Nano: It's difficult, but possible, to make one good pizza. What's really, really hard is making a hundred good pizzas. Five thousand good pizzas. You can't do it yourself – you have to chose people with the same passion to help. Training others renews my passion, too.
When we first opened, we had people telling us we should expand fast, that we should franchise. Our little pizza mascot-girl could have been on teeshirts in Urban Outfitters. But that's not what we're about.
Phil: You have to temper your arrogance as a chef. The thing that you love is no longer private, and so you can't touch every pie you make. It's really rewarding to train someone who goes from punching the clock to finding real happiness in the process of making pizza – to help them see that they're making a difference. That's what we believe we're doing here.
How do you manage Home Slice's popularity?
Nano: I love a great hotel, because the moment you walk in they take care of everything, your whole life. I want Home Slice to have that same feeling of complete hospitality. It's not just about the pizza. People think of us as exclusive, as a place you have to wait in line for, but that's not our goal. We don't want people to have to wait in line – our job is to make you feel lighter. That's why we built More Home Slice, and why we're always trying to expand our operations without sacrificing quality.
Phil: It comes back to kindness. Life is short, and time spent in line is time spent building resentment. It's not pleasant. We want you to come here and feel totally taken care of – feel loved.
What has it been like working with each other for over eight years?
Nano: We've become really good friends. We play music together. I'm a student of philosophy, and Phil is a philosopher, so I enjoy having someone to talk about those things with. We're the only two non-owners who are management, and it's great to have a teammate.
The restaurant world is full of fast friends – you know someone's first name and that's it, but you've been through this intense experience together. It's like a play – you have this intense experience as a cast and then the show is over. It's been valuable to have someone I've worked with for years.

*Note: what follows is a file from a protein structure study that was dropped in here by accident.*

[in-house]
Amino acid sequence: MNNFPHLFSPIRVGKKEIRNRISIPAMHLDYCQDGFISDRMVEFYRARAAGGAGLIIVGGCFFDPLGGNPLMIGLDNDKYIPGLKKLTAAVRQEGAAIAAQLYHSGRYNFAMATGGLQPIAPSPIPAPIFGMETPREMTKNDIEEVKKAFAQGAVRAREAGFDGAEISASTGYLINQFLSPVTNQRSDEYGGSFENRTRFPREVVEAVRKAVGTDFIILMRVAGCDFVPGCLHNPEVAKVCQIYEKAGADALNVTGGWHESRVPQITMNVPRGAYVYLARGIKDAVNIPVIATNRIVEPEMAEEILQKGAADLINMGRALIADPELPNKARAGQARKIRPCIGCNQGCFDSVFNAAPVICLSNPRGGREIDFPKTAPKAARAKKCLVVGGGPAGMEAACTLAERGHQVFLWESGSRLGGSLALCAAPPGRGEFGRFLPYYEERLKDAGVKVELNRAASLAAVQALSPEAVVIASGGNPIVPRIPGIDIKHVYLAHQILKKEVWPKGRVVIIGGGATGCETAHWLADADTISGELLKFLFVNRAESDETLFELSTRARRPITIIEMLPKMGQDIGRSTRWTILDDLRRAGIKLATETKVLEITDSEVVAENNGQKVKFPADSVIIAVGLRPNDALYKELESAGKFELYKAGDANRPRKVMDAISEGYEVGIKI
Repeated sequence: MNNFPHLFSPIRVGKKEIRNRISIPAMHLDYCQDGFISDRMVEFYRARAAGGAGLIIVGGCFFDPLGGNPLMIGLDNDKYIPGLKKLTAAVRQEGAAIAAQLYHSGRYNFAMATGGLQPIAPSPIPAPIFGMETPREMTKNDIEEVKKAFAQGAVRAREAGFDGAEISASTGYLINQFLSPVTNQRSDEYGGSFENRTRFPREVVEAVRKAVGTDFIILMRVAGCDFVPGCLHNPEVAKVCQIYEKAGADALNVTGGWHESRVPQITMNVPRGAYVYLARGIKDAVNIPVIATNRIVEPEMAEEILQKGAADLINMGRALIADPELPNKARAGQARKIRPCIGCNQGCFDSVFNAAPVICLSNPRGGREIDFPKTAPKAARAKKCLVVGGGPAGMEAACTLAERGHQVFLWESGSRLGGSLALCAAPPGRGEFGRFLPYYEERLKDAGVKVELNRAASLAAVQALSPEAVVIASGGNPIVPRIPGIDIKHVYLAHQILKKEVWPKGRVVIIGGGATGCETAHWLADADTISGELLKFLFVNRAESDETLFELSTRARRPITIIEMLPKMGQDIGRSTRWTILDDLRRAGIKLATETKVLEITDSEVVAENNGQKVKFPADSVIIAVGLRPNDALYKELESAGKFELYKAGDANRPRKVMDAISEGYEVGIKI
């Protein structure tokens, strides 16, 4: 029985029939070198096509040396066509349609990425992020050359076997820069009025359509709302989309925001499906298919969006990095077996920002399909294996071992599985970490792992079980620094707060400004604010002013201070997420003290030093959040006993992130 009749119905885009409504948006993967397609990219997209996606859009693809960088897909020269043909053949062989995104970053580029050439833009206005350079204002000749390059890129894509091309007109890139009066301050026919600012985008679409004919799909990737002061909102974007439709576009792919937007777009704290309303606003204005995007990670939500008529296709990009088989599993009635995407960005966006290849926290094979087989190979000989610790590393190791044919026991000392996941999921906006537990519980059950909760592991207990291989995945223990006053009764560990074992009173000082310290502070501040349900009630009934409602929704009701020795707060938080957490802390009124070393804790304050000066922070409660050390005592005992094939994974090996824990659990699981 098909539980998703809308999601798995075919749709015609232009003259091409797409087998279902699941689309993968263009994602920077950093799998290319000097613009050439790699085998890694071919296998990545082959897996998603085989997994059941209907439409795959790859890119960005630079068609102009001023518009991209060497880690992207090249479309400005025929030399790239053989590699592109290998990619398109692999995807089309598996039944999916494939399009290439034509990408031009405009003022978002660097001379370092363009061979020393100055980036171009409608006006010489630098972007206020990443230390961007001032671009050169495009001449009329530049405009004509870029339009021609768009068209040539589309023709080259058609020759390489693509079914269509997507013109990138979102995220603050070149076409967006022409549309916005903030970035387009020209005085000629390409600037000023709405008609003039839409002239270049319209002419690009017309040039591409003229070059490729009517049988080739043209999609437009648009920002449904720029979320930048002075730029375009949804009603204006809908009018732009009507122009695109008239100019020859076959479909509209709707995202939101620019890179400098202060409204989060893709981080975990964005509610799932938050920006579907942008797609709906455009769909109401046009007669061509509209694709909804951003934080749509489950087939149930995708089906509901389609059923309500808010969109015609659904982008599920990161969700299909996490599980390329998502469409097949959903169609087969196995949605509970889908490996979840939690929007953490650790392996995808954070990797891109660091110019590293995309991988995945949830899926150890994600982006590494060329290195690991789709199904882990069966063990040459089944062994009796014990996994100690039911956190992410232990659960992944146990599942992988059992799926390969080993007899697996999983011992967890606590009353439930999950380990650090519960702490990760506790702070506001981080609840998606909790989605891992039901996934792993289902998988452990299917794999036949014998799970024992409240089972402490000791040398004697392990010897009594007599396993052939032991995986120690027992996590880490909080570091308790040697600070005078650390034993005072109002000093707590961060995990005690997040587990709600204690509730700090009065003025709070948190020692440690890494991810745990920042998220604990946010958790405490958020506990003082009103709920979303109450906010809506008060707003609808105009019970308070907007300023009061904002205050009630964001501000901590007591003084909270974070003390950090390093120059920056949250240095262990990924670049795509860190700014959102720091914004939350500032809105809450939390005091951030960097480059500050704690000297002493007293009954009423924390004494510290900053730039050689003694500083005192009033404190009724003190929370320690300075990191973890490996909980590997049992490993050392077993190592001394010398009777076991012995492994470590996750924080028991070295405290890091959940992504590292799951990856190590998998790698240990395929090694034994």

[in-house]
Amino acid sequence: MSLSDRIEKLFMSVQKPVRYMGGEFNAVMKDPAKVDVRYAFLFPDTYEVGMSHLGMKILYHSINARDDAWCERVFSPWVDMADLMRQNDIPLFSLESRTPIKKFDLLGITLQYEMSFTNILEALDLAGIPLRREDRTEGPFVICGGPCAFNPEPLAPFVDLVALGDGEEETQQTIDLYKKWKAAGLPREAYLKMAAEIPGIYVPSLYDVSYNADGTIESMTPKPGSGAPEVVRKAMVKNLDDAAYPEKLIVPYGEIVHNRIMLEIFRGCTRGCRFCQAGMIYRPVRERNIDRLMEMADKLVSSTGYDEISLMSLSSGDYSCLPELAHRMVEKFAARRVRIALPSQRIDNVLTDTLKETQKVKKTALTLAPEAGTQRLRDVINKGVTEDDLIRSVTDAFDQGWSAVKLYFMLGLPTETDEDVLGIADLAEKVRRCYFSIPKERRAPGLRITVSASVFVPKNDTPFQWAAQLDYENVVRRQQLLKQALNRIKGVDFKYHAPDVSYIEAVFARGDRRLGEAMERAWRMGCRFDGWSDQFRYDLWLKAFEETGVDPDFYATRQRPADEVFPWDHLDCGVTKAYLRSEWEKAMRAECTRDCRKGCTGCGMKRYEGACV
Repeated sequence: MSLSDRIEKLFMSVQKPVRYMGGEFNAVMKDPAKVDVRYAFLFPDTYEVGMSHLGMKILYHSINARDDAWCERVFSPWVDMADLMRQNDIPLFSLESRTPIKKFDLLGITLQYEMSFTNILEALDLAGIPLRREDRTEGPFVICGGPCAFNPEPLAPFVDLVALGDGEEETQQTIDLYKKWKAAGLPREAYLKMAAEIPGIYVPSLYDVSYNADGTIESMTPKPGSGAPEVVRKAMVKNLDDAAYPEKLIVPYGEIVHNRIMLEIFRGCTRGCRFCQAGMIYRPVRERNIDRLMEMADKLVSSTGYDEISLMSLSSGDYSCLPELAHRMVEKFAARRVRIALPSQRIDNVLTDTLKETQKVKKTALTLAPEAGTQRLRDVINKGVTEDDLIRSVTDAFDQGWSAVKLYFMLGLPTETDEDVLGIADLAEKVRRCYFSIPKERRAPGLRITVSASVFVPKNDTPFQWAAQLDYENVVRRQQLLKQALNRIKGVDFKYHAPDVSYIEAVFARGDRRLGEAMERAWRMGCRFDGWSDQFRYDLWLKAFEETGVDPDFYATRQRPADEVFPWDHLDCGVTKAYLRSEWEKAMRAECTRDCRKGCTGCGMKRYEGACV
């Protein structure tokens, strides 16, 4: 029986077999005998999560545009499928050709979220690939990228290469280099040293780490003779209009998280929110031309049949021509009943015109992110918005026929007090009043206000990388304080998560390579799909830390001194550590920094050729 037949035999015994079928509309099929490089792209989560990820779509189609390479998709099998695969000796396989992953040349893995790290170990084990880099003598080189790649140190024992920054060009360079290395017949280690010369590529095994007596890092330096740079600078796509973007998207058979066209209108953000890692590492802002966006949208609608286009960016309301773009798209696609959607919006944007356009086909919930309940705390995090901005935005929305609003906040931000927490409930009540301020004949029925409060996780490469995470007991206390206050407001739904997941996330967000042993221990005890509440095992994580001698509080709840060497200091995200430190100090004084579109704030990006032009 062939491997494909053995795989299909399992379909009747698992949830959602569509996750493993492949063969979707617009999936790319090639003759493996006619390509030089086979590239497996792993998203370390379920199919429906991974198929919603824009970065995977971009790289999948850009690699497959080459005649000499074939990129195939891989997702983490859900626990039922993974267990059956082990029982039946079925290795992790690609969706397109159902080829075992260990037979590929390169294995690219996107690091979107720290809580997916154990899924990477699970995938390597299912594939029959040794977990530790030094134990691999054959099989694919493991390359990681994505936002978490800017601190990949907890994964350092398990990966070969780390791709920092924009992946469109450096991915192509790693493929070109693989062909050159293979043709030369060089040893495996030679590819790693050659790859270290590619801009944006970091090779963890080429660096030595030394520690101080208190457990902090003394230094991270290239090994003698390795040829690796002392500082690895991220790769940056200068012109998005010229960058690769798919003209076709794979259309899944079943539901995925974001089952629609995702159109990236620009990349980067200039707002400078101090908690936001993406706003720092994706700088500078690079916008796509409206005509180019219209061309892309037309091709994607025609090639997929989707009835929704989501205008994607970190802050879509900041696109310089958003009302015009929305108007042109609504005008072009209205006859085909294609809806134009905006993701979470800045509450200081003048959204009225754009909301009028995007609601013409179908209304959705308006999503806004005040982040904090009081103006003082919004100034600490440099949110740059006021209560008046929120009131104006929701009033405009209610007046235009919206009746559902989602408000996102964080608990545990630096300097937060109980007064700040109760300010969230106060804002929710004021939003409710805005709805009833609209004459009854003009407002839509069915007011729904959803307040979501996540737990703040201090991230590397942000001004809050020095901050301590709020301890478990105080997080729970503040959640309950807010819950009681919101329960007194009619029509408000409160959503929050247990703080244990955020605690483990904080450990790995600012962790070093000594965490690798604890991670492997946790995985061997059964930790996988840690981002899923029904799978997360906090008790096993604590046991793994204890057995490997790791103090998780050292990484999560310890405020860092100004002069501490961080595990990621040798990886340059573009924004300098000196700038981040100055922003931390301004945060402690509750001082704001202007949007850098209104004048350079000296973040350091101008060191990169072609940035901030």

Phil: There's a level of honesty between us. We're both really good at being honest by accident, and not at the best moments. But isn't that the best thing? You want a relationship to be truthful. There's times when you get these crazy ideas, and you say, Am I out of my mind? And one of us says to the other, Yes, you're out of your mind.
Nano: My grandfather once said that marriage is a 60/60 proposition. Our relationship is definitely in that paradigm.
What has been your favorite moment working at Home Slice?
Phil: It was the day after Christmas, and we lost power in our proofing room for the dough. I came in and saw we had zero dough for the day. But, okay, you can still whip up an 8 hour dough – we could make it work. Then the mixer breaks. So we called Southside Flying Pizza and asked if we could borrow their mixer. And their mixer breaks. So now we're down at Frank and Angie's making dough, and ferrying it back to Home Slice in bus tubs in the back of a pickup truck.
The kitchen is in chaos, and meanwhile I look out at the front of the house, it's calm. While I'm losing it, Nano is tranquil and possessed. My reaction turned from fear into trust – I just felt bliss.
Nano: My favorite moment is from one of our annual pizza trips to New York. We take everyone who's been with us for more than a year and just spend days eating pizza in New York. We talk a lot about what we're doing here, and why we believe we're changing the world.
The final night, we were giving toasts, and a waiter stood up and said this trip had finally helped him understand what Home Slice is all about, and what family can mean to a restaurant. I felt really proud of helping to create that moment.
What's the weirdest moment you've experienced here?
Phil: It's always strange to look out from the kitchen and see a bride and groom, in their full get-ups, eating pizza in the dining room. People are doing that more and more – coming in to re-create a first date after they get married. It's surreal.
Every year we have a Carnival of Pizza, and there's a contest for how long you can keep your hand on an eggplant sub. Usually it goes for about 30 hours, but one year it went to 68. The woman who finally won, she was sleep deprived and out of her mind. I just took her into the kitchen and opened an oven full of fresh, baking bread. The transformation that washed over her face when that smell hit her was incredible. She was invigorated, but also soothed. She looked like she was close to epiphany.
· All Home Slice Coverage [EATX]
· All Pizza Week 2014 Coverage [EATX]